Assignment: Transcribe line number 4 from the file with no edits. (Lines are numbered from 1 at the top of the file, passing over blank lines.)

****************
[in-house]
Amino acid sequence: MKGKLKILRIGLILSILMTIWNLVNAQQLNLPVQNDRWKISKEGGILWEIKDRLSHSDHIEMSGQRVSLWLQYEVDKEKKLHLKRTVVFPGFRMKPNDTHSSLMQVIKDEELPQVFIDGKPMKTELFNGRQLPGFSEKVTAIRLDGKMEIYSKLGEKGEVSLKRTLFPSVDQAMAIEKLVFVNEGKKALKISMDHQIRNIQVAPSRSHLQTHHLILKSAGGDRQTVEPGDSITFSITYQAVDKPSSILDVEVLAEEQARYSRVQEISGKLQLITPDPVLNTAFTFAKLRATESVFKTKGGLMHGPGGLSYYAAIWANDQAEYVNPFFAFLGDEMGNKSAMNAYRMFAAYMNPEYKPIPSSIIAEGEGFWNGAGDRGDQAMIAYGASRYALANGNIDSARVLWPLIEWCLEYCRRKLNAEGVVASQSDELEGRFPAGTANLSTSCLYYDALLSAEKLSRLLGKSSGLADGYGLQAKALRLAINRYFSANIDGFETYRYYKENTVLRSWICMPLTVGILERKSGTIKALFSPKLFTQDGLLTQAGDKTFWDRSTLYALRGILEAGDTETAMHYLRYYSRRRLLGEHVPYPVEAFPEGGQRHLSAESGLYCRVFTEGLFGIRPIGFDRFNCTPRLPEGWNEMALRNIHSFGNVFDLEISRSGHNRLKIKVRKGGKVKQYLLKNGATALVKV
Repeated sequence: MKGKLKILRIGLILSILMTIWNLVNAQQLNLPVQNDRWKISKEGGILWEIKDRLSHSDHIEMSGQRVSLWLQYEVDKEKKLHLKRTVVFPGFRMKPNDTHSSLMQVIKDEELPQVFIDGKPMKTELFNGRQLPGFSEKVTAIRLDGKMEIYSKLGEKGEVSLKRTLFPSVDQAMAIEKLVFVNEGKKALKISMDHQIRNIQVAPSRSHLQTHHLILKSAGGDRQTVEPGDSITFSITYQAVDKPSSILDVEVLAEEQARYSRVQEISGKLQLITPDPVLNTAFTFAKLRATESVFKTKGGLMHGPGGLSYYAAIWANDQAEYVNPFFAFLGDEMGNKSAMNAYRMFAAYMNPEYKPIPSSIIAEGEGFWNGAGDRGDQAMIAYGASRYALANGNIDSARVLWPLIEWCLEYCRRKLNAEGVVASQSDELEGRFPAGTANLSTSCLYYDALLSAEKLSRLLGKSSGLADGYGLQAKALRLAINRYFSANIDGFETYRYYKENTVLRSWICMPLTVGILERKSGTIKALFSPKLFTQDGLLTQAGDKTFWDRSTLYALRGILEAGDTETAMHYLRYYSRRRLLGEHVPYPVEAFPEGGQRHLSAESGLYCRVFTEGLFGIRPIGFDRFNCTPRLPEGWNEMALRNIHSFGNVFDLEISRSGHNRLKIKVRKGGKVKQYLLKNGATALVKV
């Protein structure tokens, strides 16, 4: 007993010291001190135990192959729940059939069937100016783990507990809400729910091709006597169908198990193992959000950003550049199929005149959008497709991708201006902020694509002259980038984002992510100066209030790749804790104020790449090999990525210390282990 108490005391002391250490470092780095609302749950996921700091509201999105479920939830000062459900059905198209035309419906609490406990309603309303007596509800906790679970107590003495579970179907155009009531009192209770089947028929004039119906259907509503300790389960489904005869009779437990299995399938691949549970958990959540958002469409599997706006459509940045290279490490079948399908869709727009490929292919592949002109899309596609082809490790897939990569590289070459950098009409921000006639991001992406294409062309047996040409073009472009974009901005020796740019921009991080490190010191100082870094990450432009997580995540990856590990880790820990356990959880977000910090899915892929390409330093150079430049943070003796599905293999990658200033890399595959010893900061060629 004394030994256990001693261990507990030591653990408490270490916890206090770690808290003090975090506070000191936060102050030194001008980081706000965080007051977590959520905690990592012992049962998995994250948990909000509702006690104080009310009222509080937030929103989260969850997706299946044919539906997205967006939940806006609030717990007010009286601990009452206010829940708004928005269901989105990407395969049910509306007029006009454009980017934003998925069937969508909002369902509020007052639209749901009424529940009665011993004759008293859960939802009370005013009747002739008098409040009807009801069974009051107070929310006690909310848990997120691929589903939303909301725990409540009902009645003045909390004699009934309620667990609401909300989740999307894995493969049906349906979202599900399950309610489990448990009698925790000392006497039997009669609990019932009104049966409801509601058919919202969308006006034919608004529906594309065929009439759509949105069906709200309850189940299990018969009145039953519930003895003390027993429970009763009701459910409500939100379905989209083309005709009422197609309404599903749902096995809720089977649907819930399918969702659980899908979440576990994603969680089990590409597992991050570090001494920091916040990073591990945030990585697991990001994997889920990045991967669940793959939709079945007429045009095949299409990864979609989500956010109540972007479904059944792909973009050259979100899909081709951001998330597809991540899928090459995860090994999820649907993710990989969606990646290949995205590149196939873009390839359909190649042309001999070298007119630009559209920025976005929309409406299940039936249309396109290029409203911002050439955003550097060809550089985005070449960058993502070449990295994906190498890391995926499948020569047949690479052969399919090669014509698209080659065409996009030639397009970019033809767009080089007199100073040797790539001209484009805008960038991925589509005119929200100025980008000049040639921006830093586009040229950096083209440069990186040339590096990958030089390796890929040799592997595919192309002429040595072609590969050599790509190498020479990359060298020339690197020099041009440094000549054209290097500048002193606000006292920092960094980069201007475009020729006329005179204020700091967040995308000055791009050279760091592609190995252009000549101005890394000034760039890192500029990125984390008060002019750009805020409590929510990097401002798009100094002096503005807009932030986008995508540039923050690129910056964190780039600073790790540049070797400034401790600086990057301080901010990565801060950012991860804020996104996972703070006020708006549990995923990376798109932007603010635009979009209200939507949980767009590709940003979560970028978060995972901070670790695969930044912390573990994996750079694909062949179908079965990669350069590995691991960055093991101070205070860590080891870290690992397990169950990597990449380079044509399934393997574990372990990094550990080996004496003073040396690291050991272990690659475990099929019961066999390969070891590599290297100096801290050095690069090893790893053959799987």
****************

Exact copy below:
């Protein structure tokens, strides 16, 4: 007993010291001190135990192959729940059939069937100016783990507990809400729910091709006597169908198990193992959000950003550049199929005149959008497709991708201006902020694509002259980038984002992510100066209030790749804790104020790449090999990525210390282990 108490005391002391250490470092780095609302749950996921700091509201999105479920939830000062459900059905198209035309419906609490406990309603309303007596509800906790679970107590003495579970179907155009009531009192209770089947028929004039119906259907509503300790389960489904005869009779437990299995399938691949549970958990959540958002469409599997706006459509940045290279490490079948399908869709727009490929292919592949002109899309596609082809490790897939990569590289070459950098009409921000006639991001992406294409062309047996040409073009472009974009901005020796740019921009991080490190010191100082870094990450432009997580995540990856590990880790820990356990959880977000910090899915892929390409330093150079430049943070003796599905293999990658200033890399595959010893900061060629 004394030994256990001693261990507990030591653990408490270490916890206090770690808290003090975090506070000191936060102050030194001008980081706000965080007051977590959520905690990592012992049962998995994250948990909000509702006690104080009310009222509080937030929103989260969850997706299946044919539906997205967006939940806006609030717990007010009286601990009452206010829940708004928005269901989105990407395969049910509306007029006009454009980017934003998925069937969508909002369902509020007052639209749901009424529940009665011993004759008293859960939802009370005013009747002739008098409040009807009801069974009051107070929310006690909310848990997120691929589903939303909301725990409540009902009645003045909390004699009934309620667990609401909300989740999307894995493969049906349906979202599900399950309610489990448990009698925790000392006497039997009669609990019932009104049966409801509601058919919202969308006006034919608004529906594309065929009439759509949105069906709200309850189940299990018969009145039953519930003895003390027993429970009763009701459910409500939100379905989209083309005709009422197609309404599903749902096995809720089977649907819930399918969702659980899908979440576990994603969680089990590409597992991050570090001494920091916040990073591990945030990585697991990001994997889920990045991967669940793959939709079945007429045009095949299409990864979609989500956010109540972007479904059944792909973009050259979100899909081709951001998330597809991540899928090459995860090994999820649907993710990989969606990646290949995205590149196939873009390839359909190649042309001999070298007119630009559209920025976005929309409406299940039936249309396109290029409203911002050439955003550097060809550089985005070449960058993502070449990295994906190498890391995926499948020569047949690479052969399919090669014509698209080659065409996009030639397009970019033809767009080089007199100073040797790539001209484009805008960038991925589509005119929200100025980008000049040639921006830093586009040229950096083209440069990186040339590096990958030089390796890929040799592997595919192309002429040595072609590969050599790509190498020479990359060298020339690197020099041009440094000549054209290097500048002193606000006292920092960094980069201007475009020729006329005179204020700091967040995308000055791009050279760091592609190995252009000549101005890394000034760039890192500029990125984390008060002019750009805020409590929510990097401002798009100094002096503005807009932030986008995508540039923050690129910056964190780039600073790790540049070797400034401790600086990057301080901010990565801060950012991860804020996104996972703070006020708006549990995923990376798109932007603010635009979009209200939507949980767009590709940003979560970028978060995972901070670790695969930044912390573990994996750079694909062949179908079965990669350069590995691991960055093991101070205070860590080891870290690992397990169950990597990449380079044509399934393997574990372990990094550990080996004496003073040396690291050991272990690659475990099929019961066999390969070891590599290297100096801290050095690069090893790893053959799987």